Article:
Tuesday, 23 July 2013

The End of the Liverpool Care Pathway?

 The Liverpool Care Pathway (LCP) is to be phased out in the next 12 months and I am exceedingly pleased. 

When my mum was ill with pneumonia following a subarachnoid haemorrhage (neither of which need be fatal) physicians and nursing staff wanted to use the LCP. That was something I could not accept and so, at my request, mum was given subcutaneous fluids at a rate of 500-750mls per 24 hours (500 being roughly the amount of fluid one loses in exhaled breath over 24 hours, to say nothing of what one loses in sweat and urination). Some sedation was given to control mums agitation and anxiety, but no morphine (she did not give any indication that she was in physical pain). I believe she thus had a very peaceful and natural death, supported by excellent care from her attending nurses and physicians. I do not think this would have been the case if mum had been formally placed on the LCP which dehydrates the person and sedates them to the point that they are not aware of their dehydration; even if they were, they cannot voice it. It all looks very peaceful, but it remains an encouraged death in a sedated patient.

The intention of the LCP was good: helping hospitals to give as a good a care package to the dying and their loved ones that hospices can give, but its application is fraught with difficulty. The common criticisms recounted are that it was not always those formed to use it well who employed it; that there was a lack of consultation with relatives; that it was used to clear beds or to obtain financial reward. However, these are only attendant criticisms which fail to draw attention to the fact that in several ways, the Pathway itself is intrinsically flawed:

  1. It is a self-fulfilling prophecy since the removal of fluids or the failure to supply hydration assists in the inducement of death
  2. The administration of sedatives and opioid analgesics brings about respiratory insufficiency and the possibility of secondary infection
  3. A mistaken notion of ‘a peaceful death’ can only be assumed since the sedated patient cannot voice his/her distress.
  4. No one can know when death will occur in order that 72 hours before hand one can commence the LCP (A friend of mine said this flaw “has staff saying ‘We think she’ll be dead by Friday morning so let’s put her on the LCP’, which is not far from ‘Let’s put her on the LCP; she’ll be dead by Friday Morning’ ”.
  5. Provision for stopping the LCP after it has been initiated shows that its designers/users were aware that a diagnosis of impending death can be fatally wrong
  6. It presumes the difference between hospital and hospice care is one of medication and/or treatment, rather than one of setting and time/support given to patients and their loved ones. Acute hospitals do not have the same nurse/patient ratio as do hospices, and far fewer volunteers.

I will then, be glad to see the end of the LCP. My concern is that it has become so ingrained in staff over the last twenty years that it will continue to be practiced without the title; after all, our current medical and nursing staff are already formed by the LCP and influenced by  contemporary culture which say,s “we wouldn’t let a dog suffer that way; why should mum?” –this is a central argument put forward for euthanasia. When that argument is used to justify the LCP, both the LCP and euthanasia violate the primary principle of care: “First Do No Harm”.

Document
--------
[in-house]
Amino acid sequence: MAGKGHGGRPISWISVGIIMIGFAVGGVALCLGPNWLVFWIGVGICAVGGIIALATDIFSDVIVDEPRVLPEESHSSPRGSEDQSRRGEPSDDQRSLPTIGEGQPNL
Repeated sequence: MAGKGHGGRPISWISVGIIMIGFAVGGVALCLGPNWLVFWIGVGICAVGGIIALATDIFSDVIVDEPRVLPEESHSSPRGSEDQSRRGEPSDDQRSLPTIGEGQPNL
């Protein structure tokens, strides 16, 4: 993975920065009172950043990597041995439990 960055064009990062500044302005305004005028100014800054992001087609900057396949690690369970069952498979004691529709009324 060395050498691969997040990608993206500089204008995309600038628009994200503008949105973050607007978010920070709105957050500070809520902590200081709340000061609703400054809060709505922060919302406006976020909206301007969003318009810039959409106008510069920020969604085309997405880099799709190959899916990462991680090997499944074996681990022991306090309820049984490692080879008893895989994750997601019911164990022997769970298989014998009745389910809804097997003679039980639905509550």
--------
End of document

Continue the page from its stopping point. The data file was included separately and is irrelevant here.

In the early 1980’s I trained as a Nurse and there was no such thing as the LCP. Our hospital patients (including cancer patients) were given sufficient analgesia to keep them pain free, comfortable and conscious, achieved by increasing the dosage of morphine without simply doubling the dosage (though I did see this done). Pain charts monitored the patient’s pain level. Antibiotics were not given, and all unnecessary medications were discontinued. When even sips of fluids were difficult to swallow, patients were kept hydrated either by subcutaneous or intravenous infusion, and frequent mouth care was given.  Hygiene was either a bed-bath or hand and face wash as appropriate to the patient’s comfort; bedding was changed only when necessary. Positional changes were given prudently and only until such time as signs of impending death were noted (i.e., pulse and respiration changes, peripheral cyanosis etc) and airflow beds used to aid comfort and prevent pressure sores.  Thus there was no need for the LCP in my time, and I do not think there is need for it now.

I must have worked with physicians who were astutely careful in their use of opiates and sedatives, and nurses who did not mind how long they spent with a patient or their careful assessment of needs, because I never saw a patient experience a painful or distressing death in my time as a Nursing Auxiliary, Nursing Student or Registered Nurse. In all that time there was never a thought of removing fluids as done in the LCP. I did occasionally see opiates simply doubled when pain relief seemed inadequate, but on asking physicians to try intermediate dosages of analgesia and sedatives, pain relief without undue sedation was successfully achieved.

As noted in (6) above, where hospitals and hospices differ in the care they can give to the dying is not so much in their use of medication as in the comfortable nature of the setting; the time the nurses can spend with the patient, and the time, hospitality and support they can offer to the patient’s loved ones. These are things the LCP did not and could not address.  

At the risk of sounding repetitive, there was no need for the LCP in my time, nor should there be now. Good nurses never needed it before; they shouldn't need it now.

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